Center for Land Tenure Studies 2022 Annual Report

By Sarah Ephrida Tione

CLTS Annual Report
Photo: CLTS Annnual Report 2022

The Center for Land Tenure Studies 2022 annual Report is now published

Summary of Activities in 2022

The Centre for Land Tenure Studies (CLTS) published in 11 working papers and 14 peer reviewed journal articles. The published worked covered issues around land tenure policies, land markets, housing markets, environmental reliance, and REDD+, environmental reliance, climate smart technologies, risk and time preferences, trust and social preferences.

The CLTS papers and reports are accessible through the CLTS webpage, the Scandinavian Working Papers in Economics (S-WoPEc), the library (Brage) of the Norwegian University of Life Sciences (NMBU), and the Land Portal webpage (see: In addition to these access points, Econstor also started registering and distributing information about the CLTS publications in 2021 (see: The CLTS also published three books in print.

Statistics on visibility show that on average, people viewed the abstracts 39 times in 2022 compared to the 92 views in 2021, which represents a 57 percent drop between the years. However, in 2022 there were more views in the first quarter of the year compared to the last quarter following upload of papers. For paper downloads, the centre achieved a 37 percent increase, particularly in the last quarter of the year. The long-term trend shows unique patterns within the years since 2012. There are also different spikes within the years. However, we should note that much of the distribution of the CLTS WPs also goes through ResearchGate as authors upload the papers there.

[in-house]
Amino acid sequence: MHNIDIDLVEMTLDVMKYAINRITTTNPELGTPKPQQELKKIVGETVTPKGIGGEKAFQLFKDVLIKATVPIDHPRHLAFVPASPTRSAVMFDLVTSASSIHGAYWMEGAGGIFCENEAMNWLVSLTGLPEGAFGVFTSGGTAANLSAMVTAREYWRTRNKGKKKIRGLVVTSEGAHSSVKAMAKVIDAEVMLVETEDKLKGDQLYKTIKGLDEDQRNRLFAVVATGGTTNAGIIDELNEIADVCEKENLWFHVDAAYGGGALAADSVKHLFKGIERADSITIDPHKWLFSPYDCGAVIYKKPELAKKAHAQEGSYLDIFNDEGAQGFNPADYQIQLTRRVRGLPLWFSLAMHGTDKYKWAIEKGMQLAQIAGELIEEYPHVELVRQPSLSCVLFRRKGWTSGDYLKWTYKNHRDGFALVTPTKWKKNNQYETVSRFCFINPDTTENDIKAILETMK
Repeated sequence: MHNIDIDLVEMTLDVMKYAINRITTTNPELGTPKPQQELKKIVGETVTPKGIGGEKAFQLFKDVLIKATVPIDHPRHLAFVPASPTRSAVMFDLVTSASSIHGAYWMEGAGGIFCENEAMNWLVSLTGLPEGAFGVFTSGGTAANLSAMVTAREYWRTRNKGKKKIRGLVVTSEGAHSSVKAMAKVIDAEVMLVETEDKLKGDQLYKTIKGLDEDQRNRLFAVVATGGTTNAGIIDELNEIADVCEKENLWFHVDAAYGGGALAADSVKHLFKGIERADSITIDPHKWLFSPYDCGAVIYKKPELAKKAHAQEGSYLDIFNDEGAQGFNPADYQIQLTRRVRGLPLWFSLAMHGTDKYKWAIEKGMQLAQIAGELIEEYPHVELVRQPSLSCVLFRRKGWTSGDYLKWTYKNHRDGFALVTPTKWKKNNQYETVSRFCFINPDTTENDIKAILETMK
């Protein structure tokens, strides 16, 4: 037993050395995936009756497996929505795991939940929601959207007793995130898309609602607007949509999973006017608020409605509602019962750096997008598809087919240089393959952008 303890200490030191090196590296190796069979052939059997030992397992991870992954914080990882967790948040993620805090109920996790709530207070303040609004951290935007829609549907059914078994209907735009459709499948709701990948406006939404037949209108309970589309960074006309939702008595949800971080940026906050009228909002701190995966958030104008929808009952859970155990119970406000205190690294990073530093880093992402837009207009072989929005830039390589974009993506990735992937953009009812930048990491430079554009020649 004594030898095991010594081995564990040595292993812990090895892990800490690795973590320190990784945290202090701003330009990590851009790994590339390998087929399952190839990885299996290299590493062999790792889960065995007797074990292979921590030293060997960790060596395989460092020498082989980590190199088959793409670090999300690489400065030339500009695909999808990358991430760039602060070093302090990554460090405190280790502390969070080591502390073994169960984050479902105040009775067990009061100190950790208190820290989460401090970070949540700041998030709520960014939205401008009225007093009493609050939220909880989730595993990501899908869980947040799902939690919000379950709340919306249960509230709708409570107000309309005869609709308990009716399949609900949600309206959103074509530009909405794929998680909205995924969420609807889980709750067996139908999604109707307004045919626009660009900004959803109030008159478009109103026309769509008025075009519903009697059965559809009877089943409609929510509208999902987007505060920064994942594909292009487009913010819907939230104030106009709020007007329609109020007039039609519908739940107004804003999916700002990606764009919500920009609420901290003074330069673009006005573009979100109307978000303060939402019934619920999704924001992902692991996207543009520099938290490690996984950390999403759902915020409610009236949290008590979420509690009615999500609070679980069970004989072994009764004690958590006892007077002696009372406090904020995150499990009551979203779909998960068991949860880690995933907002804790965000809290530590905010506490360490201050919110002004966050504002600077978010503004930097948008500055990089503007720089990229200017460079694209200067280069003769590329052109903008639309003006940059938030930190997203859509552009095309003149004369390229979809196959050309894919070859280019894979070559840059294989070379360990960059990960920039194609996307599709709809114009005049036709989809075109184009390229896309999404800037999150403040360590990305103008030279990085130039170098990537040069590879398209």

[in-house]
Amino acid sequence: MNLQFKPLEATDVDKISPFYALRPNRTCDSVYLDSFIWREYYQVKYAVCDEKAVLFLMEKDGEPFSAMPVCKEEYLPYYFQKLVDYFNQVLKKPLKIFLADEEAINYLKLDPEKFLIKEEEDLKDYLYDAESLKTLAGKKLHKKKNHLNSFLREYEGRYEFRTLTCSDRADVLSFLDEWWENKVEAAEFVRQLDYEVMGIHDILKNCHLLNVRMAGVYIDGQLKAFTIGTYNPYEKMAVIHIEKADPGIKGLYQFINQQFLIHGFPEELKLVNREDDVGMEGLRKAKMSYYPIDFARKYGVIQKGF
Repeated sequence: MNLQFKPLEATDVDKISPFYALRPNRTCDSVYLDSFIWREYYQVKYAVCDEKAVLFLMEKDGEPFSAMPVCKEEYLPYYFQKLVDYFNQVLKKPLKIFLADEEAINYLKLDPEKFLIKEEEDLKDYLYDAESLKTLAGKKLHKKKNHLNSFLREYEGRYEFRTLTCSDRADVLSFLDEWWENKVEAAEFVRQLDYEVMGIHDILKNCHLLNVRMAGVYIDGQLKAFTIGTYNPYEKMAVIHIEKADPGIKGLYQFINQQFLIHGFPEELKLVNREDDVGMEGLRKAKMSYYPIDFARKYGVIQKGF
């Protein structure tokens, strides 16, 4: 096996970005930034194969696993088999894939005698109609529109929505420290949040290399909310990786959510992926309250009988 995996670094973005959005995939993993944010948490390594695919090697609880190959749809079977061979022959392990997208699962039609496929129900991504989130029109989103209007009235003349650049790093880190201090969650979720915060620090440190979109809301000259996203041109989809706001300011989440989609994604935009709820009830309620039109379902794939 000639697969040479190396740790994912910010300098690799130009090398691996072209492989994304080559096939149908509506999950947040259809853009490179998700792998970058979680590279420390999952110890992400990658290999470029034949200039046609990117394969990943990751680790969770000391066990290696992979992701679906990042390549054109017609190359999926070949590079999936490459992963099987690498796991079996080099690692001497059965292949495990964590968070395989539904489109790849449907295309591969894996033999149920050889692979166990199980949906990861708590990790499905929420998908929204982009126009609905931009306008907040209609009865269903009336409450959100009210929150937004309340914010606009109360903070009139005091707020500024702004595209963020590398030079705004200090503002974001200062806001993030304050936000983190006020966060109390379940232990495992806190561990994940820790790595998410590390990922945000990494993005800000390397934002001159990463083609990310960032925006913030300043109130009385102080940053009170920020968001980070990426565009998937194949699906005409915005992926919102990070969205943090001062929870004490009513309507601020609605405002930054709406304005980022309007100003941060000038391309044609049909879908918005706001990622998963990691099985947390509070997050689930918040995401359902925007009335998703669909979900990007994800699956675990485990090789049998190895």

The faculties working on CLTS related work also reported several activities. The School of Economics and Business graduated one PhD student, who worked on land related studies. The School was also involved in several projects supported by the Research Council of Norway and NORHED II. In LANDSAM, the Department of Property and Law is involved in projects focusing on (1) rules, norms, and cooperation in outlying grazing areas, and (2) the Planning and Building Act between demand, land policy and sustainability. The Department of Property and Law also graduated one PhD who worked on “Cadastral records of cases conducted by the land consolidation court”. Again, under LANDSAM, Noragric and Byreg departments collaborated on an NFR research application focusing on sustainable recreation around the Oslo Fjord. In MINA, the Department of Ecology and Natural Resource Management worked on a collaborative project that represents a multidisciplinary approach to diagnosing and improving policy and management decisions for dry forestland and resources in the face of climate change. Two PhD students are working in the project since August 2021.

Published - Updated